Xu et al. analyzed the correlation between serum miR-122 expression and prognosis in 122 HCC patients, and their results showed that HCC patients with high expression of serum miR-122 had significantly better overall survival rate than those with low miR-122 levels. Over-expression of pretreatment plasma miR-122 is also correlated with early refractoriness in HCC patients with transarterial chemoembolization (TACE) treatment[94,95]. Li et al. found that high levels of serum miR-221 expression was associated with tumor size, cirrhosis, and tumor stage in 46 HCC patients. Their results suggest that circulating miR-221 expression could be a prognostic marker. In a large screening study, Zhang et al. investigated the potential prognostic miRNAs using data from 54 relevant articles and 6464 patients and identified circulating miR-148a and miR-192 as reliable prognostic markers in HCC. Jin et al. also revealed that six miRNAs (miR-424-5p, miR-101-3p, miR-128, miR-139-5p, miR-382-5p, and miR-410) were significantly related with overall survival rate in 116 HCC patients and had potential to be good biomarkers for predicting prognosis.
Several studies identified circulating miRNAs as therapy predictive markers. Chuma et al. reported that serum miR-1246 predicted early tumor recurrence after hepatic resection. Cho et al. revealed that the levels of circulating miR-26a and miR-29a before treatment were prognostic markers for liver transplantation-free survival in hepatitis B virus-related HCC patients. Serum levels of miR-181a-5p and miR-122 were found to have potential to predict response of HCC to sorafenib[101,102]. Recently. Teufel et al. reported some plasma miRNAs associated with response to regorafenib treatment in HCC.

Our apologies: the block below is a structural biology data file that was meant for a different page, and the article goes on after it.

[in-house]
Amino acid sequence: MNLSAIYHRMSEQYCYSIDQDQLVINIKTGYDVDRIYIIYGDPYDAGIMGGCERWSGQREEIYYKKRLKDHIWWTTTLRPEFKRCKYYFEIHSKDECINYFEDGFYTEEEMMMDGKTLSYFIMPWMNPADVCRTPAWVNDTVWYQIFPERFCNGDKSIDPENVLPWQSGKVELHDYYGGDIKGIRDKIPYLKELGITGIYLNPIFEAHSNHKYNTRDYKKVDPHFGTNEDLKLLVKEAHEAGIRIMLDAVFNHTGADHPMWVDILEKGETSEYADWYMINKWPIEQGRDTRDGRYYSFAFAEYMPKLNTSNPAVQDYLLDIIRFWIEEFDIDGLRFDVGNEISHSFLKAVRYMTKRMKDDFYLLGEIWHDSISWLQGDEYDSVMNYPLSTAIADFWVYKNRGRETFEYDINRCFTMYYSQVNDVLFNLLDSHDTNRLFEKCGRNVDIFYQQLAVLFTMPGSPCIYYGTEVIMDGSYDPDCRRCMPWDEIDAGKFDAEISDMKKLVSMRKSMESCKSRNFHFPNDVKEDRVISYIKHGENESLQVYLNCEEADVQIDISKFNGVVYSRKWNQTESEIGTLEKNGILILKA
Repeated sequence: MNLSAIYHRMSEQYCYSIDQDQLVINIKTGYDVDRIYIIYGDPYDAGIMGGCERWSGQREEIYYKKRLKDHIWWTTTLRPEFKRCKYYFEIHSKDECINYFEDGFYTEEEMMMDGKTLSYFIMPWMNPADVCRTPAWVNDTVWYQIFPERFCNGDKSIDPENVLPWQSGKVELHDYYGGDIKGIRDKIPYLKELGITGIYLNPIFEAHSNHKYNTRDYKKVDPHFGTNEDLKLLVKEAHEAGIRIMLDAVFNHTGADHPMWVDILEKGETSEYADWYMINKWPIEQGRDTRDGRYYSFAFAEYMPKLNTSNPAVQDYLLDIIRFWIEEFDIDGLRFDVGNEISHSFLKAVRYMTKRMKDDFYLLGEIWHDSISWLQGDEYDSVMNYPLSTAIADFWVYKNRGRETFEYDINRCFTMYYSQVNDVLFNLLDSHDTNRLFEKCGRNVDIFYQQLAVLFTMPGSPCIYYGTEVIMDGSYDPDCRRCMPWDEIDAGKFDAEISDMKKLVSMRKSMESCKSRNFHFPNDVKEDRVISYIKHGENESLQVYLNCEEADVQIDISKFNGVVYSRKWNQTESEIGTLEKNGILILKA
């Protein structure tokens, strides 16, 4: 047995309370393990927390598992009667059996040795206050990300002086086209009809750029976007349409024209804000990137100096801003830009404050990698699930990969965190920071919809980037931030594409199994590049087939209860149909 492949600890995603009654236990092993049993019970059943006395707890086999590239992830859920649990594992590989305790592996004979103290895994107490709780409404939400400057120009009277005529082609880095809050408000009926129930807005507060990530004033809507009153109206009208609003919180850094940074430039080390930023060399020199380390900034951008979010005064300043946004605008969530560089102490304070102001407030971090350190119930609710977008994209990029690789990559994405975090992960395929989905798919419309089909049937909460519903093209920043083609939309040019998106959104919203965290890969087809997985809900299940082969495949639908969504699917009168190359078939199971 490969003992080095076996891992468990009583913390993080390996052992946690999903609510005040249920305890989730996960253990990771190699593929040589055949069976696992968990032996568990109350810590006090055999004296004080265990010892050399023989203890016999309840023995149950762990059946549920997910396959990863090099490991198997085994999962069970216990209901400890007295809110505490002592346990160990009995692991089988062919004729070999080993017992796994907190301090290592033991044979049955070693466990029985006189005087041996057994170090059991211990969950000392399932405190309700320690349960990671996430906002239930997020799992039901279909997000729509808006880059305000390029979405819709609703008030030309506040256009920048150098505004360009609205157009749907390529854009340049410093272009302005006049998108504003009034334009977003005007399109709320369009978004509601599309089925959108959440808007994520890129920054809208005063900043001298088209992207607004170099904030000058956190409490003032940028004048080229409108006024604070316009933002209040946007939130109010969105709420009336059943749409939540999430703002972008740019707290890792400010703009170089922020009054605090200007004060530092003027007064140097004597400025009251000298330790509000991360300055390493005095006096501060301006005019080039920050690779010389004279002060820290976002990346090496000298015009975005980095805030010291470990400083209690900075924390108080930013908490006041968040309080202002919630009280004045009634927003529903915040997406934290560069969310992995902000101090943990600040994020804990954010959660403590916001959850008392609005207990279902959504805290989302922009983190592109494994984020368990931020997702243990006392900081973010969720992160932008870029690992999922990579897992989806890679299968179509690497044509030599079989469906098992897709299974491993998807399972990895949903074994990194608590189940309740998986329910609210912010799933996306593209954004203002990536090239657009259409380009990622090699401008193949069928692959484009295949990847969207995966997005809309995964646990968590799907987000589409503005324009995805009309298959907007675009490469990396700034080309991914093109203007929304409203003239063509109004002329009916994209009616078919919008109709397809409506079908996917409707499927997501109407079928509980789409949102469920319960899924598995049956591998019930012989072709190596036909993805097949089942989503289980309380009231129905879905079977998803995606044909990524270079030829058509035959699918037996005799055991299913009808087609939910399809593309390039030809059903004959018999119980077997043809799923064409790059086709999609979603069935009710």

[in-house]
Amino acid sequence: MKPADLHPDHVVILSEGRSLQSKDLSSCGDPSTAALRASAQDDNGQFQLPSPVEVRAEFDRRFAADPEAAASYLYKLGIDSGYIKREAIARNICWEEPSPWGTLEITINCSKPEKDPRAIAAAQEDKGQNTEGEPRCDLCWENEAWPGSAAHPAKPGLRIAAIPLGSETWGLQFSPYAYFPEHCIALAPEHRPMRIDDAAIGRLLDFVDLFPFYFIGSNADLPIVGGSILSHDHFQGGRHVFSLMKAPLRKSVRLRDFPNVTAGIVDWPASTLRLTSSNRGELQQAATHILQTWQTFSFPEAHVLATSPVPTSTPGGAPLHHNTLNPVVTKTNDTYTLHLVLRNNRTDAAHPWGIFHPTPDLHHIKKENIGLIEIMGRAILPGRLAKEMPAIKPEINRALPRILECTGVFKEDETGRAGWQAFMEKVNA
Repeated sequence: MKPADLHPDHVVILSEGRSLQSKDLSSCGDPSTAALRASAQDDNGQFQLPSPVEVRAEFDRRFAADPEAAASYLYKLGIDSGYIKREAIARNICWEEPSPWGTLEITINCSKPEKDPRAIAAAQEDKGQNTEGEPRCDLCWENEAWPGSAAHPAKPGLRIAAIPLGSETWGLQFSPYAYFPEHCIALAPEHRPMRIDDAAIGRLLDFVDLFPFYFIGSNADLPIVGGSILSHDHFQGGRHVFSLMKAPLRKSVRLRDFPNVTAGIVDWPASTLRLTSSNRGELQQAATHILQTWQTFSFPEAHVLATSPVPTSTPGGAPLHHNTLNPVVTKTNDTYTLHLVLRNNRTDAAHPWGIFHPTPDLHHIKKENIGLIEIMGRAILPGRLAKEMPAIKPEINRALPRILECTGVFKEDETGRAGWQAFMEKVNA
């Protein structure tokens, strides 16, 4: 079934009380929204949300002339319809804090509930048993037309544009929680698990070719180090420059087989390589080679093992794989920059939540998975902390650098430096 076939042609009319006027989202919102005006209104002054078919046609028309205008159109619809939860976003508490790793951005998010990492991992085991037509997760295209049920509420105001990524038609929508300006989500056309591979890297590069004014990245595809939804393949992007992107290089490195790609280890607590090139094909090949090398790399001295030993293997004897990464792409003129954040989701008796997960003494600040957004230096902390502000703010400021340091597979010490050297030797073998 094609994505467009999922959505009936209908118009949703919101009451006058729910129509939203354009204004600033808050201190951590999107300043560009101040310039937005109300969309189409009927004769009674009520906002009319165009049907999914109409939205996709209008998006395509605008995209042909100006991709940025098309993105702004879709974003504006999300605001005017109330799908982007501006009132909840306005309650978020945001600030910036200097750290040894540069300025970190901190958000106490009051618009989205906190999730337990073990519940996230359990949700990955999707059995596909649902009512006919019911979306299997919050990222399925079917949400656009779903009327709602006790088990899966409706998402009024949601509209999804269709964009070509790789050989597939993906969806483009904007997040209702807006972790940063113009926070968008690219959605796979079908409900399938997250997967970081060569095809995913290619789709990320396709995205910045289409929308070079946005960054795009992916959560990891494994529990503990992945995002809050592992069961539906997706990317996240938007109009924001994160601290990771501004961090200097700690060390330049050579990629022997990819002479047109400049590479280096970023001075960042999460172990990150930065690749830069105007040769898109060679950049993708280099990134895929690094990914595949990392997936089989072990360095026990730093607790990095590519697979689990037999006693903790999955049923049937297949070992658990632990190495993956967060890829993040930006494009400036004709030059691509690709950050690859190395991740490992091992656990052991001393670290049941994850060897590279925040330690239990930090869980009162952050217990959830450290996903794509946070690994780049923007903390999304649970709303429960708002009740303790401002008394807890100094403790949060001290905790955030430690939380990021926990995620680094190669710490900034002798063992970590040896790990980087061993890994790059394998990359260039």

Extracellular vesicle-derived miRNAs in diagnosis
miRNAs are more stable in serum exosomes because the lipid bilayer protects them from degradation by RNases. Therefore, blood samples are appropriate for the evaluation of extracellular vesicle-derived miRNAs as potential biomarkers in HCC diagnosis and prognosis. Moreover, EVs can specifically reflect their original cell types and conditions and may be able to detect early stages of cancer as special biomarkers[105-107].
In their recent studies, Sohn et al. isolated EVs from the serum of CHB, cirrhosis, and HCC patients and found over-expression of several EV-derived miRNAs, namely miR-18a, miR-221, miR-222, and miR-224, and downregulation of serum EV-derived miR-101, miR-106b, miR-122, and miR-195 in HCC patients. Additionally, they compared expression patterns of EV-derived miRNAs with those of serum circulating miRNAs. They revealed that EV-derived miRNAs were more sensitive to distinguishing HCC from CHB/cirrhosis than serum circulating miRNAs. Other studies found high levels of EV-derived miR-21, an abundant miRNA expressed in HCC tissue, and this was an independent predictor of mortality and disease progression[109-111]. Mjelle et al. analyzed paired microRNAs profiling of tumor and normal tissue and circulating EVs from HCC patients using small RNA sequencing methods. There was a consistent positive correlation of miR-21 expression between circulating EVs and HCC tissue.